Next time you wonder how seriously the Department of Justice (DOJ) and its Health Care Fraud Prevention and Enforcement Action Team (HEAT) takes fraud and abuse, be assured they are very serious. This recently announced settlement arose from allegations the DOJ received from a whistleblower that Rite Aid provided gift cards to Medicaid and/or Medicare beneficiaries as an “inducement” to transfer their prescriptions to Rite Aid. Stephanie Yonekura, the Acting U.S. Attorney for Central District of California was quoted as saying the “settlement holds Rite Aid accountable for exerting undue influence on individuals when they make important healthcare decisions about where and when to fill prescriptions.” As part of the settlement, the whistleblower who filed the allegations will receive $508,300 of the settlement.
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The Justice Department is committed to combat fraud and abuse in federal healthcare programs. The most recent complaint filed by the DOJ is against Midwest Neurosurgeons LLC and its owner, Dr. Sanjay Fonn, MD, along with DS Medical LLC and its owner, Deborah Seeger. The defendants allegedly violated the Anti-Kickback Statute and False Claims Act by conspiring to solicit and receive commissions from medical device manufacturers related to the implant of spinal implants and supplies used for spinal fusion surgeries.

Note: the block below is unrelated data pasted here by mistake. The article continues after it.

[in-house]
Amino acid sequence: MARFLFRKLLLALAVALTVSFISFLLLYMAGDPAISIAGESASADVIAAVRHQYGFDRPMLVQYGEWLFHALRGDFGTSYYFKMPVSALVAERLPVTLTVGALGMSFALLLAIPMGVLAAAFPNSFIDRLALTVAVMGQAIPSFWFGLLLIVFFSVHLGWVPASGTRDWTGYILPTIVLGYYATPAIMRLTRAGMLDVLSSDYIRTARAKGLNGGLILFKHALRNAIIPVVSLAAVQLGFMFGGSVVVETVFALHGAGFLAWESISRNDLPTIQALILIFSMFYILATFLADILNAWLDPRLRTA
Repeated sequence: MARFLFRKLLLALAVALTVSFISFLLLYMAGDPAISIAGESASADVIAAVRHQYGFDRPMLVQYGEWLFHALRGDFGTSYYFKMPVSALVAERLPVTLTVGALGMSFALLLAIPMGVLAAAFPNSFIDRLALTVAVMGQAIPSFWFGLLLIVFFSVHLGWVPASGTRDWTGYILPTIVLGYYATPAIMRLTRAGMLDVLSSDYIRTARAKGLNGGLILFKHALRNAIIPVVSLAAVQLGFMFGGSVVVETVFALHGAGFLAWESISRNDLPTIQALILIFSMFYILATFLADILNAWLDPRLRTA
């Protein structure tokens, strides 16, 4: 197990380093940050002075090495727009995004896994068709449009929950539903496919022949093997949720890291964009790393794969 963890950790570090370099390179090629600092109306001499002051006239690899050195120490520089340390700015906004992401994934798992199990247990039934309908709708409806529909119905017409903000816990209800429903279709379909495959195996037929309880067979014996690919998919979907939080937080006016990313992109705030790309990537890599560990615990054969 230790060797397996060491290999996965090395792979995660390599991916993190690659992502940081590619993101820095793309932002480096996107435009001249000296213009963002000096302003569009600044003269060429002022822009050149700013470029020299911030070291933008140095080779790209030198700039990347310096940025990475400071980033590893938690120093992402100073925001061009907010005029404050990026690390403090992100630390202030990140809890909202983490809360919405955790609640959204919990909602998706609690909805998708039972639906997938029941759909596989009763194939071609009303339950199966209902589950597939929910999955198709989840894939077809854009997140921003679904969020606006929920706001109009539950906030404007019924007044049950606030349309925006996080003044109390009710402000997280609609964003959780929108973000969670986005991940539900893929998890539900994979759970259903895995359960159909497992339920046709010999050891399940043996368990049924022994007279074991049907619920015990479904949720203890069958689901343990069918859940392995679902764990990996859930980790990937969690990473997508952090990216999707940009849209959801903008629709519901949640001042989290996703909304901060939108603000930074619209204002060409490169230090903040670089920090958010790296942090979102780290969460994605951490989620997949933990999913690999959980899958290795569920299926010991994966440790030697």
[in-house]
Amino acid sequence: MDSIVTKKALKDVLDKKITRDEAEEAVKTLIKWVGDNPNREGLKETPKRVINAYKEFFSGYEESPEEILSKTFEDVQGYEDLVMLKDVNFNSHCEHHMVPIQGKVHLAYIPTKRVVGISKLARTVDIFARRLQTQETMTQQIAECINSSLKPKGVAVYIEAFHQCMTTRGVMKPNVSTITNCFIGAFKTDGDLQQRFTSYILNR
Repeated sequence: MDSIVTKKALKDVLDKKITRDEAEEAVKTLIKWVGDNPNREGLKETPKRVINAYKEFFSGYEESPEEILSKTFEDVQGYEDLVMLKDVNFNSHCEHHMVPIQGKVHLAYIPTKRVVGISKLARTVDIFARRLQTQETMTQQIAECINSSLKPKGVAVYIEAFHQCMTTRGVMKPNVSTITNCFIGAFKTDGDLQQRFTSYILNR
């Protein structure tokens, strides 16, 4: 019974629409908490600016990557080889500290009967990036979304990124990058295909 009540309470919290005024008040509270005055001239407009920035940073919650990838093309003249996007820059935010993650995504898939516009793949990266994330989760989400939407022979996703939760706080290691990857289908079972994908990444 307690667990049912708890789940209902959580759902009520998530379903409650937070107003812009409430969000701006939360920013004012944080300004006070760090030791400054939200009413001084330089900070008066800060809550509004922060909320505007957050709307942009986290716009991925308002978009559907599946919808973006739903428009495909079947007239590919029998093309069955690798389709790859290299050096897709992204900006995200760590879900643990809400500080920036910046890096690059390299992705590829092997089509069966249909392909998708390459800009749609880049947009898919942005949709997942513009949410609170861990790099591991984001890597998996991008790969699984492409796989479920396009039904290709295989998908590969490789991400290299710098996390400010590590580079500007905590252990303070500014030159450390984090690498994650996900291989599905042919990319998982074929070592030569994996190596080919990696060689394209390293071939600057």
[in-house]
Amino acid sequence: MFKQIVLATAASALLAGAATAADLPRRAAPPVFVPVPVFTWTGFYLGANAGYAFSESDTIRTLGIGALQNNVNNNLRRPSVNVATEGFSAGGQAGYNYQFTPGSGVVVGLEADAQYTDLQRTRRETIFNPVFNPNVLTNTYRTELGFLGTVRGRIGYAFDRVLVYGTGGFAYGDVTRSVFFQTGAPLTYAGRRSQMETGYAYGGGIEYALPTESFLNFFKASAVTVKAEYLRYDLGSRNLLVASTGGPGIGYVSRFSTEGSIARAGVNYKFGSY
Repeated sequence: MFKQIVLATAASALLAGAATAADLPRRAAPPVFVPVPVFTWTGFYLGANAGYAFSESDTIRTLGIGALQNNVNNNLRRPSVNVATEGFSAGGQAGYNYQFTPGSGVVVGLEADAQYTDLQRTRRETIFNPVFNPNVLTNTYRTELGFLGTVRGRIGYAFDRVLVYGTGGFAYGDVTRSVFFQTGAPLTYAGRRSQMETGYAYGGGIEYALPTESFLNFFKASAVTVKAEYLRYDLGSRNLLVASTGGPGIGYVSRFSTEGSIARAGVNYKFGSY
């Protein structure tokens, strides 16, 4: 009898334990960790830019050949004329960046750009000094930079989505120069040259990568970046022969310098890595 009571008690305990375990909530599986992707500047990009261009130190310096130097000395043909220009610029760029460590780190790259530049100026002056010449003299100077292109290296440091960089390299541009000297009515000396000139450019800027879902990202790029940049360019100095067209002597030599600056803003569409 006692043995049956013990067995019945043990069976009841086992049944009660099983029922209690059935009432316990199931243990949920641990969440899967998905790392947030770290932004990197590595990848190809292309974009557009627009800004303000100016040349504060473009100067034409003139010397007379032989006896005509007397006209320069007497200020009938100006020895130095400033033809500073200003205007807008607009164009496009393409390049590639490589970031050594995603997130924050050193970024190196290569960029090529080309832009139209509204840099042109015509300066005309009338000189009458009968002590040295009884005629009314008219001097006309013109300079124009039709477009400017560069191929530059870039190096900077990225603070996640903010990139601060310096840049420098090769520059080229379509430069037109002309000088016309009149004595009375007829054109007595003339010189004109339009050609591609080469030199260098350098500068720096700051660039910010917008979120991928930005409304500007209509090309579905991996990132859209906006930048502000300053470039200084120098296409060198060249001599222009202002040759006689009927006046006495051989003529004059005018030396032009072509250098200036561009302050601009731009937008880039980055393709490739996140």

False Claims Act (FCA) allegations are serious business. Anti-Kickback Statute prohibits offering, paying, soliciting or receiving remuneration to induce referrals of items or services covered by Medicare, Medicaid and other federally funded programs. Omnicare learned the hard way just how serious FCA actions can be when a whistleblower made allegations against it.
Next time you wonder how serious the government is about anti-kickback law, think about the latest False Claims Act settlement of $30 Million. This settlement was part of the government’s emphasis on combating health care fraud and marks another achievement for the Health Care Fraud Prevention and Enforcement Action Team (HEAT) initiative, partnering Department of Justice and Health and Human Services.
OIG, CMS release Final Rule for the Stark Exception, Anti-Kickback Safe Harbor for Electronic Health Records (EHR) Donation
While the donation of a valuable item such as an EHR program would raise fraud and abuse concerns, exemptions under Stark Law and Anti-Kickback Safe Harbor were designed to encourage the widespread implementation of EHR and to let smaller providers accept gifts of EHR software without violating the law or statute.